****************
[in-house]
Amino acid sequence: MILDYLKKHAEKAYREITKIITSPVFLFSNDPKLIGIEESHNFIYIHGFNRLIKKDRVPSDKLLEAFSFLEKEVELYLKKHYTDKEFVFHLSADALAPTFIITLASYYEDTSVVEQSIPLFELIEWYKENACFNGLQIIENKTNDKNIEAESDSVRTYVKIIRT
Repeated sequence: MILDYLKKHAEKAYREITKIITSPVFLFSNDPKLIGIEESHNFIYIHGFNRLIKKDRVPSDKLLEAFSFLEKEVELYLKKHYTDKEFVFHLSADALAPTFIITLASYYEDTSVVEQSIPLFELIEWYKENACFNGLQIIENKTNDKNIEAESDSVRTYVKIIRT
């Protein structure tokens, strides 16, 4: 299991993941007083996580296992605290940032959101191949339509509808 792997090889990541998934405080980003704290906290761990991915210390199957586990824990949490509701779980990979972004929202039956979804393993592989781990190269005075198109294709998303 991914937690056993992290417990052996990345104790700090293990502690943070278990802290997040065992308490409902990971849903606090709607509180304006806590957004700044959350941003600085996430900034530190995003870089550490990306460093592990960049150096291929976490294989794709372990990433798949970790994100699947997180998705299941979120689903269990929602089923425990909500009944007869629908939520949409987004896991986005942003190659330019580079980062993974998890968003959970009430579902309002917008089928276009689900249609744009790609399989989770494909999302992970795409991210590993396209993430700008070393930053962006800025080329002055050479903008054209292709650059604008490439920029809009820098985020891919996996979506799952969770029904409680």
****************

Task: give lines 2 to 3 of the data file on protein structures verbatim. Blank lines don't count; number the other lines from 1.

Amino acid sequence: MILDYLKKHAEKAYREITKIITSPVFLFSNDPKLIGIEESHNFIYIHGFNRLIKKDRVPSDKLLEAFSFLEKEVELYLKKHYTDKEFVFHLSADALAPTFIITLASYYEDTSVVEQSIPLFELIEWYKENACFNGLQIIENKTNDKNIEAESDSVRTYVKIIRT
Repeated sequence: MILDYLKKHAEKAYREITKIITSPVFLFSNDPKLIGIEESHNFIYIHGFNRLIKKDRVPSDKLLEAFSFLEKEVELYLKKHYTDKEFVFHLSADALAPTFIITLASYYEDTSVVEQSIPLFELIEWYKENACFNGLQIIENKTNDKNIEAESDSVRTYVKIIRT